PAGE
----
The Broadway Diner in Columbia, Missouri, is famous for its made-from-scratch food–ask any of the nearby University of Columbia students, many of whom are now spread out over the whole USA, just how good it was to sit down to some of mom’s home cooking.
But that’s not the Diner’s only claim to fame. In fact, it’s a Valentine diner.
Valentine diners are a piece of history we’ve forgotten in most places, so Columbia is lucky to have such a thriving piece of Americana to call its own.
How much do you know about Valentine diners–what exactly are they?
Don’t have a clue? Click on the tabs above to find out.
Valentine diners are essentially portable buildings designed for serving food. And if you guessed that Valentine was the person who constructed this particular type of diner, you’re right. They have two parts to their history though: purpose and creator.
The term diner, according to the online etymology dictionary, showed up in 1890, meaning a railway car for eating. By 1935, the name had expanded to include any restaurant built in the shape of a dining car, or in some cases, made from converted railway cars.
Originally, the dining cars popped up all over the East coast as what I affectionately call “shiny diners,” as they were all made of beautiful, shiny steel. In 1932, Arthur Valentine, a Wichita, Kansas, entrepreneur already leasing several eating venues, purchased a prefabricated lunchroom building from Ablah Hotel Supply. Valentine knew a good idea when he saw one, and jumped in as a salesman for the company.
In fact, Valentine ended up owning and operating around 50 of these before Ablah turned that part of the business over to him.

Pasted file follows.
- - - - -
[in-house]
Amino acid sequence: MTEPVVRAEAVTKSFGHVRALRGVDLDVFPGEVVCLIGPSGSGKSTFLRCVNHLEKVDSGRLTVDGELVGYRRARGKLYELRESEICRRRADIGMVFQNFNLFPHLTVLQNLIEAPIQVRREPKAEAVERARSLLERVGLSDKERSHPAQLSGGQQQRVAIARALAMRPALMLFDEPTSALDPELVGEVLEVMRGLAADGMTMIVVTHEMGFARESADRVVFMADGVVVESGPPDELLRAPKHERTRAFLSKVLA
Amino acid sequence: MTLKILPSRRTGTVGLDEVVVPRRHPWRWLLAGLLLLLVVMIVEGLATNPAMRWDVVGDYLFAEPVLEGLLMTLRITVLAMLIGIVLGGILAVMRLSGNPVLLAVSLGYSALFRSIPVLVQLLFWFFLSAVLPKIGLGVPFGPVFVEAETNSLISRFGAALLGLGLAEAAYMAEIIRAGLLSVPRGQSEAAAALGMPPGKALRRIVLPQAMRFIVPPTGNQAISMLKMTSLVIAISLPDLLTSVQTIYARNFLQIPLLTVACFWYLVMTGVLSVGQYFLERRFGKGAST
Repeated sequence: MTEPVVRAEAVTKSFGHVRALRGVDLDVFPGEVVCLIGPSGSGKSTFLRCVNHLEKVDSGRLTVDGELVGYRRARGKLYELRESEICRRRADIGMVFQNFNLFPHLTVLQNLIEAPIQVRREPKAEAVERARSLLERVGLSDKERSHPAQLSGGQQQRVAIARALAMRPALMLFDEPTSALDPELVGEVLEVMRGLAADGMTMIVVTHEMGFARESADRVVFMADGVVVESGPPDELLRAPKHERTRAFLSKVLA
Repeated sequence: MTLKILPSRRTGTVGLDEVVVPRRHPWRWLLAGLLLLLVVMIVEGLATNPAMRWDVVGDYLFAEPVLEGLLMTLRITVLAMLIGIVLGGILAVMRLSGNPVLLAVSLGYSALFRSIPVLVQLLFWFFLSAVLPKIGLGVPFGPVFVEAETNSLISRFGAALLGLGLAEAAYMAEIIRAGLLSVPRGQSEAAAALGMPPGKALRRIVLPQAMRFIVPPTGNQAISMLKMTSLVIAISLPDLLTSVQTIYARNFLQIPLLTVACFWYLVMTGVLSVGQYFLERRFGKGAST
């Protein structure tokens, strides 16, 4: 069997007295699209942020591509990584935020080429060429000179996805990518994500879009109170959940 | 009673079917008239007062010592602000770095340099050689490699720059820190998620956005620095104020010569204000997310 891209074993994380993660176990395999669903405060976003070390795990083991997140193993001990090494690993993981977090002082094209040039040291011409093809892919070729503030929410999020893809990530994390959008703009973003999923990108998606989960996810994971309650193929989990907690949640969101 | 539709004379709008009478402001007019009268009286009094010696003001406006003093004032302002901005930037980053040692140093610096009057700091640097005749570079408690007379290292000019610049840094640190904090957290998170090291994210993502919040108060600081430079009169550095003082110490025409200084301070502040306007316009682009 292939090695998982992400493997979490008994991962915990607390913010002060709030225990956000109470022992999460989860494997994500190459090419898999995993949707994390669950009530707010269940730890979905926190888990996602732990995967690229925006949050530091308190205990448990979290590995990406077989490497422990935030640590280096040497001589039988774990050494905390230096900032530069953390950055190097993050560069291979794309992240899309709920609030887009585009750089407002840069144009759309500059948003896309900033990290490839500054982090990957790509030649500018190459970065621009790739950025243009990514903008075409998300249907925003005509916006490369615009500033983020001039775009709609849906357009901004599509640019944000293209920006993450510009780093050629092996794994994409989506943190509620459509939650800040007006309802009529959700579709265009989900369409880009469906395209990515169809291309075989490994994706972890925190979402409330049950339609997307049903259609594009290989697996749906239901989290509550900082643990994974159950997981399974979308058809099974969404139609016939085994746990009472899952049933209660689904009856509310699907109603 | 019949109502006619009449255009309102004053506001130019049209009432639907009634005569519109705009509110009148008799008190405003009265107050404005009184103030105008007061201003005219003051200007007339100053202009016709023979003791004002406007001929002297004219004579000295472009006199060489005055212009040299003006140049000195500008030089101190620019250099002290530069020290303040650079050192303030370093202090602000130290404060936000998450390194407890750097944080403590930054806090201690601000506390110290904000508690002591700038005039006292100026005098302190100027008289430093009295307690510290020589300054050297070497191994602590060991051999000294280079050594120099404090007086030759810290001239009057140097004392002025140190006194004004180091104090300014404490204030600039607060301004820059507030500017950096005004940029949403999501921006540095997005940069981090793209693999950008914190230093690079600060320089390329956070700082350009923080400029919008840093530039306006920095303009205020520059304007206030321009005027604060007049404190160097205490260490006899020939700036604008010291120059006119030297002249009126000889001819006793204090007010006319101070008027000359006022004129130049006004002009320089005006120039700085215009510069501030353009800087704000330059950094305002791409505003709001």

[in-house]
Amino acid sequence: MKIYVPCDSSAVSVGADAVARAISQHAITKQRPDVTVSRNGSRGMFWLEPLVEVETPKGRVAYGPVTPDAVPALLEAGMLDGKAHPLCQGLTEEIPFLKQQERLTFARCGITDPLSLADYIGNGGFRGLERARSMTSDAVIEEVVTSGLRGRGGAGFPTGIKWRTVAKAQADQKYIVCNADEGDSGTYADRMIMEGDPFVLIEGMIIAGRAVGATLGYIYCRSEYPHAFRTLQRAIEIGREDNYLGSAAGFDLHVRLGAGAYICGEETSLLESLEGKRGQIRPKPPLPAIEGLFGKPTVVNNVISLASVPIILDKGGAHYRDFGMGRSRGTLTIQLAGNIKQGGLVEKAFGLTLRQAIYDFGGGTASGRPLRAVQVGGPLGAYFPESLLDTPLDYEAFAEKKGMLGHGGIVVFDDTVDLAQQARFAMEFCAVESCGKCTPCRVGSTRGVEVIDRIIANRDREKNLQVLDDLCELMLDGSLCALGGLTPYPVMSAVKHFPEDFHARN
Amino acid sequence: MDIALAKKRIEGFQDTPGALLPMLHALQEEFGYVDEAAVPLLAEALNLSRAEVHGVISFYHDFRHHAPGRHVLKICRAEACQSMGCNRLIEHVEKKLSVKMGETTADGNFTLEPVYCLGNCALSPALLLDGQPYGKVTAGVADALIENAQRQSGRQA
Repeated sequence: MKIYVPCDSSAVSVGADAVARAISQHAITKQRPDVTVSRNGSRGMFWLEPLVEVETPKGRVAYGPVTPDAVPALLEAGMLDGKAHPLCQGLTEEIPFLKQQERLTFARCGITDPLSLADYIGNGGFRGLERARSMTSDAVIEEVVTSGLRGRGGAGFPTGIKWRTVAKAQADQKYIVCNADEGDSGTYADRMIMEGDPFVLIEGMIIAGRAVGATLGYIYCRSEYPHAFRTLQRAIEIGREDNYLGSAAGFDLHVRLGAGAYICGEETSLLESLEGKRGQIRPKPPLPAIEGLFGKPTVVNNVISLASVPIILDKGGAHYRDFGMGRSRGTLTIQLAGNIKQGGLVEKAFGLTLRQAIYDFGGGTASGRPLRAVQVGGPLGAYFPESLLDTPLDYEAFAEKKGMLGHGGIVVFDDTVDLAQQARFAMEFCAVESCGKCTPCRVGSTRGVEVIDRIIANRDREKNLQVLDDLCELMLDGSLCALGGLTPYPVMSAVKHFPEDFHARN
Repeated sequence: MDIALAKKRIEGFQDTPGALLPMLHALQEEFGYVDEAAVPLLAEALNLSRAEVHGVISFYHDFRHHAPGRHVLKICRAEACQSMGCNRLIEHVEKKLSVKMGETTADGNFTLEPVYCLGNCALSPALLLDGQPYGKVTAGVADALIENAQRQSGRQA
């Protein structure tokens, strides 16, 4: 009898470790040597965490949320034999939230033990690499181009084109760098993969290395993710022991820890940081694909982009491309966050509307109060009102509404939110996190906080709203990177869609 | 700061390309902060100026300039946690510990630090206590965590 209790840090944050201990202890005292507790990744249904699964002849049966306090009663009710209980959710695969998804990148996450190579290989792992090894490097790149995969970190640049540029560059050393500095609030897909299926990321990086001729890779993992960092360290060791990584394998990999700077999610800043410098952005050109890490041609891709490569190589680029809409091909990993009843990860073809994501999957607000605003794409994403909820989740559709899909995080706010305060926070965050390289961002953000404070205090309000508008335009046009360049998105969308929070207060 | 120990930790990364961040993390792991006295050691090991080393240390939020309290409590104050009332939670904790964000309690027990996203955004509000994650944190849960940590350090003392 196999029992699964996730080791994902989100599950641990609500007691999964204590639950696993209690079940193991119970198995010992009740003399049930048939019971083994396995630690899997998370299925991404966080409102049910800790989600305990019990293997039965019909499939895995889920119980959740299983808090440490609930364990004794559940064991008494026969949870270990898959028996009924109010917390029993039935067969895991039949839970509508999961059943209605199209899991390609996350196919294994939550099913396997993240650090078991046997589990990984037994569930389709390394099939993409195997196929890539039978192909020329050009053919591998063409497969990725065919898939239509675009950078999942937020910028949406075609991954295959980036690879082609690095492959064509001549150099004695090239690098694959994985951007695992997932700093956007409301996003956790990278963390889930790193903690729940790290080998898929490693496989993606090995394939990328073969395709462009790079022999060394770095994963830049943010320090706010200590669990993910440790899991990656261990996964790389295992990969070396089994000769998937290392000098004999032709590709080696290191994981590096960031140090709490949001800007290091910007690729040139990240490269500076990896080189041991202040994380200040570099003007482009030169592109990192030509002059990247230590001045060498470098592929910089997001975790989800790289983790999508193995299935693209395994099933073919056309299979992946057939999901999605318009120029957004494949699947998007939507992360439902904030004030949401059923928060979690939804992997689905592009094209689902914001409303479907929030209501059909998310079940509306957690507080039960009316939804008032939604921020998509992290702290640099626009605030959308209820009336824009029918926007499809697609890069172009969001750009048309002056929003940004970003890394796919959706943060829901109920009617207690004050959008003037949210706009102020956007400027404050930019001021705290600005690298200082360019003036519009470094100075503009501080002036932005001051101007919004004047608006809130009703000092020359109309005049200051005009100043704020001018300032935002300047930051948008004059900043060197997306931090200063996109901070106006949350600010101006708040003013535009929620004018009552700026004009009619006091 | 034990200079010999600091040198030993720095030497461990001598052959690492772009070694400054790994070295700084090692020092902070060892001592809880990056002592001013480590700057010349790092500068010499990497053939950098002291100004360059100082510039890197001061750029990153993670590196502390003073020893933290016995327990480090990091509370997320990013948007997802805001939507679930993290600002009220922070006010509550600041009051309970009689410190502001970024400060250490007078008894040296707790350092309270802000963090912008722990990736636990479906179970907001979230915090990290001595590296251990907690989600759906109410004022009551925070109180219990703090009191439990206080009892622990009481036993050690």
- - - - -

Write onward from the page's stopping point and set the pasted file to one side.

The Legends of America site indicates:
“…his [Valentine’s] true success was Valentine Lunch System. These eight-to-ten-seat diners could be operated by just one or two people. The little square-sided structures were designed to be easily moved on flatbed railroad car. Inside, stools were placed around a counter. Some designs had pick-up windows. The catalogs reinforced the idea that an individual purchasing one of these diners could make a substantial living and that they could add additional units if they desired. Ordering the diner through a catalog, the struggling entrepreneur could buy the boxy little diner for just $5,000 with monthly installment payments of $40.00. Arriving complete with grill, counter and stools, the operation could be unloaded, set upon a concrete slab, and be operational within hours.”
If you’d like to know more, you can read the whole Valentine story from the Kansas Historical Society.
The Broadway Diner in Columbia is owned by Dave Johnson, who took advantage of the Valentine Diner’s portable design to move it two blocks (thus it’s no longer on Broadway but on the corner of 4th Ave & Cherry Street) back in 2001. It’s open 7 days a week, even through the wee hours, for folks heading home from Coloumbia’s busy downtown.
As well as the day’s specials, the Diner chalkboard features a saying. I had to smile at Dave’s choice on the day I visited, as it was Baltasar Gracian’s, “Dreams will get you nowhere, a good kick in the pants will take you a long way.”
Not only are the home-cooked meals tasty in the diner, they’re also easy on the pocket book. The $6.45 special when I was there included pork roast, mashed potatoes and gravy, green beans, soup or salad, and a beverage.
And if you stop in, put some money in the jukebox and really turn back the pages of time!